Wild Dave

QuoinDesignQuoinDesign Posts: 4
edited August 12 in Type Design Critiques
This is a display font. I was attracted to a secondary font on the business card of a 1900's-era bar of a family member. It was period, yet still had some modern overtones (or at least the characters that I had on the original card had those overtones and perhaps I imagined the rest). 

Would love to get any feedback you have. I grew up drawing fonts from my dad's sample books. I've been a designer for 20 years, but this is my first complete-ish face, and I'm sure it shows. 

I have plans for a range of weights, if this gets any interest at all.

Thank you!

Best,
Josh Rich


http://quoindesign.com/clientftp/WildDave/WildDaveforTypeDrawers.pdf
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Comments

  • Serif in the /G could be wider, especially pointing inwards more
    /J and /S too wide. A lot of the letter widths could be fine tuned (for example N looks too  narrow for the O)
    /E reduce the rsb
    /Q larger change in angle in the tail stroke?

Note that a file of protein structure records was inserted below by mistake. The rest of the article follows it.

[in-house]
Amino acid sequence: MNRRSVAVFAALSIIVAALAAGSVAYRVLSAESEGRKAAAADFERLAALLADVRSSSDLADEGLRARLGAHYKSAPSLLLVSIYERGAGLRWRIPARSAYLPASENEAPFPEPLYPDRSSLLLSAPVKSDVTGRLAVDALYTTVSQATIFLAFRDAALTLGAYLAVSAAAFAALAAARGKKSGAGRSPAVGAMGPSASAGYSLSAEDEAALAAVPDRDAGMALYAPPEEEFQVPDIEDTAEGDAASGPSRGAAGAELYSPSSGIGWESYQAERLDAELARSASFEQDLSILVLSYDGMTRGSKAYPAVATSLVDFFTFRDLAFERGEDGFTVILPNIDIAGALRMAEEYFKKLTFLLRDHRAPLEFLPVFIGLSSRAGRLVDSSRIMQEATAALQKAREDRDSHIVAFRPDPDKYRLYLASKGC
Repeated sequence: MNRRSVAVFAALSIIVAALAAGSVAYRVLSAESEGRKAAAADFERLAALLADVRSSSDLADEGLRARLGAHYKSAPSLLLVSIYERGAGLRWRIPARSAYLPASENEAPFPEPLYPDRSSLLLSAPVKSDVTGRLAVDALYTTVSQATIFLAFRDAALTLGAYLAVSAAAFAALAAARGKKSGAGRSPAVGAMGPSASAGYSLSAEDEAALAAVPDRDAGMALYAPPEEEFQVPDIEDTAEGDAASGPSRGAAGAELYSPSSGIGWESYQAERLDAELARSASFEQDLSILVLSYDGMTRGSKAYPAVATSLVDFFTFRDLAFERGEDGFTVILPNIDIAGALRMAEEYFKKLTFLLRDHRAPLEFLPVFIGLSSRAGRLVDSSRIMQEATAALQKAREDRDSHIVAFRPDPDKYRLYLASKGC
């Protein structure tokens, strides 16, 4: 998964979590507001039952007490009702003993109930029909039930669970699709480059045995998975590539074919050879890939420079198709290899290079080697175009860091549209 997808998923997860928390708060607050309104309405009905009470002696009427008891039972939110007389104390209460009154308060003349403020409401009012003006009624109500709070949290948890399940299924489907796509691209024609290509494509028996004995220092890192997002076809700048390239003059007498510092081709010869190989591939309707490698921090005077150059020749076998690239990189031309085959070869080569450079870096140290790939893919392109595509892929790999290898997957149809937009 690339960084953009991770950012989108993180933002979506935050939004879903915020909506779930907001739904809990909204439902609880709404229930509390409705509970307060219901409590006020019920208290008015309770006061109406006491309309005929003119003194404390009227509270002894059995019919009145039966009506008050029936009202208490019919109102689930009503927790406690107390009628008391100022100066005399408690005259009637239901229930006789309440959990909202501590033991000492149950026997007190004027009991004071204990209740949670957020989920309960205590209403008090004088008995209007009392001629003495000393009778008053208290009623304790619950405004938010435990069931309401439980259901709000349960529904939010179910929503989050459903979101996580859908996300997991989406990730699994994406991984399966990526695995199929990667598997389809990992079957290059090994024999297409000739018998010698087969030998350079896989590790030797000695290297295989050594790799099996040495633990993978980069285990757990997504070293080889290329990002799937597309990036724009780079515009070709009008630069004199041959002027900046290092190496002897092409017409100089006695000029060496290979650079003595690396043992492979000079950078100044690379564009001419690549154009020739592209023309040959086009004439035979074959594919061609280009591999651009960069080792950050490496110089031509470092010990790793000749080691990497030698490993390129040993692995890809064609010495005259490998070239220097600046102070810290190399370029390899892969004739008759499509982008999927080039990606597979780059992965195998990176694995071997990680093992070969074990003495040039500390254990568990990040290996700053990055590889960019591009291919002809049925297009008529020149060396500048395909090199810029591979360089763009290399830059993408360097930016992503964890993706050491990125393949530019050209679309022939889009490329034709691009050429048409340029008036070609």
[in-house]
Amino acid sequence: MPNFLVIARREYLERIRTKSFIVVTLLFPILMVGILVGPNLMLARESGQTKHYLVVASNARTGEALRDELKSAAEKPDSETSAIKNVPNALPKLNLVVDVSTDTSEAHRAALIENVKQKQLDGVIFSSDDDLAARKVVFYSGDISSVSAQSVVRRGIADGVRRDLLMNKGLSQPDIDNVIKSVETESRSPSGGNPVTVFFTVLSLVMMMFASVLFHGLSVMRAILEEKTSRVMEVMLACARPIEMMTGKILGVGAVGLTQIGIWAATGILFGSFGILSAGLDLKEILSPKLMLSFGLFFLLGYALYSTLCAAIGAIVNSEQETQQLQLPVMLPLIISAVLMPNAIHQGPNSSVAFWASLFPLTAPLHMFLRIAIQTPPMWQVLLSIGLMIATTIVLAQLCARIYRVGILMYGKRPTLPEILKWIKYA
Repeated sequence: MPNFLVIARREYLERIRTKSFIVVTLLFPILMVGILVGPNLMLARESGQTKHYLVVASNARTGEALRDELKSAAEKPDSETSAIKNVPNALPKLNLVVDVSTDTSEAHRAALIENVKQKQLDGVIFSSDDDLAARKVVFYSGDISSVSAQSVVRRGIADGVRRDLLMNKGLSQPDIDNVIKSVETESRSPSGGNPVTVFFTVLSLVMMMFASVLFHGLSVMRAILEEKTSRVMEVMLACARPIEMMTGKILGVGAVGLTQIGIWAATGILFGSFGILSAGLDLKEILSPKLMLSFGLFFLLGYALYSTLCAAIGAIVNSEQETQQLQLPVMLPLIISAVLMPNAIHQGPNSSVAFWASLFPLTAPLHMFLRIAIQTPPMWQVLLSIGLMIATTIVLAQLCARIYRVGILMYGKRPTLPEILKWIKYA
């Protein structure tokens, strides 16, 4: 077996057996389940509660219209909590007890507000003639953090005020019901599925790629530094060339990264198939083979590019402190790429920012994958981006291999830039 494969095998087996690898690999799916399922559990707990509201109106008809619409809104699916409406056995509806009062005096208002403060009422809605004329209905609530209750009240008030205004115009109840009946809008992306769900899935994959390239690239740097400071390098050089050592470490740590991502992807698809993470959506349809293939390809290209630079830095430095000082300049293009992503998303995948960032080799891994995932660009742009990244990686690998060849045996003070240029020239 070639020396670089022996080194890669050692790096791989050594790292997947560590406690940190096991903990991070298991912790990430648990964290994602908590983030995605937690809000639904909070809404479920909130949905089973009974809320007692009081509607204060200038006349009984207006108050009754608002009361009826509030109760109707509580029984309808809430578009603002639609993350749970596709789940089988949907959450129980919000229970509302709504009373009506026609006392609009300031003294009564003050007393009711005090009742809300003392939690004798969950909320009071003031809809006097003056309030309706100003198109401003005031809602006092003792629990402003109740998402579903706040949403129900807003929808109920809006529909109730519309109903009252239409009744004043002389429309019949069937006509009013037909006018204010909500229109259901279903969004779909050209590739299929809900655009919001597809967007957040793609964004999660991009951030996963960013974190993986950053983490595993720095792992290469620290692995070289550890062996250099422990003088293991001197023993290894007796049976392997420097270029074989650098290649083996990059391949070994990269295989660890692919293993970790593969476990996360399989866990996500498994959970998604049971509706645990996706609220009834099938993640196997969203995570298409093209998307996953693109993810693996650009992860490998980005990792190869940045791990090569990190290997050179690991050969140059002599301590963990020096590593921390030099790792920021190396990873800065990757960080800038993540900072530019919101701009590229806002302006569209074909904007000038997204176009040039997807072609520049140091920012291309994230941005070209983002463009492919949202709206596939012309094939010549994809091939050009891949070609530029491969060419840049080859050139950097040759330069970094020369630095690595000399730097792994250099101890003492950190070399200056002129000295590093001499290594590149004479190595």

/R top bowl too small
    /W why is the top of it higher than the other letters  a lot of letter heights seem to be inconsistent, maybe measure and fix them
    /2 the diagonal stroke could be steeper
    /3 is is just weird looking
    /4 could the left stroke go all the way up ?
    /5 the serif at the top could point up instead of down?
    /9 midbar height make higher up
    most of the numbers, especially /6 and /9 feel too wide compared to the /0
    numbers feel more digital (more like stuff used for isbn codes) than western, 
    top right of /? is too pointy, not enough room between dot and stroke in /! and /?

    the corners in M, N, V, W, Y, are too dark, and need more optical correction
    In general, a lot of the vertical serifs such as in L, S, Z, T could be longer
  • Lots of good points. Thank you, I'll work on this input and post a new version!
  • Some time ago I was also attracted by this design, for the same reason: It's really old but still feels fresh and modern. I liked it so much that also started a revival, but never finished it and probably never will.

    From my research for the revival, the oldest sample I could find was by Palmer & Rey about 1880. Also found more samples by the Cleveland Type Foundry in 1895, and by ATF in 1897 and 1900.

    I'm attaching the specimens, you may find then useful.
  • To add to Nathan's notes about letter widths: Why is /O wider than /Q ?
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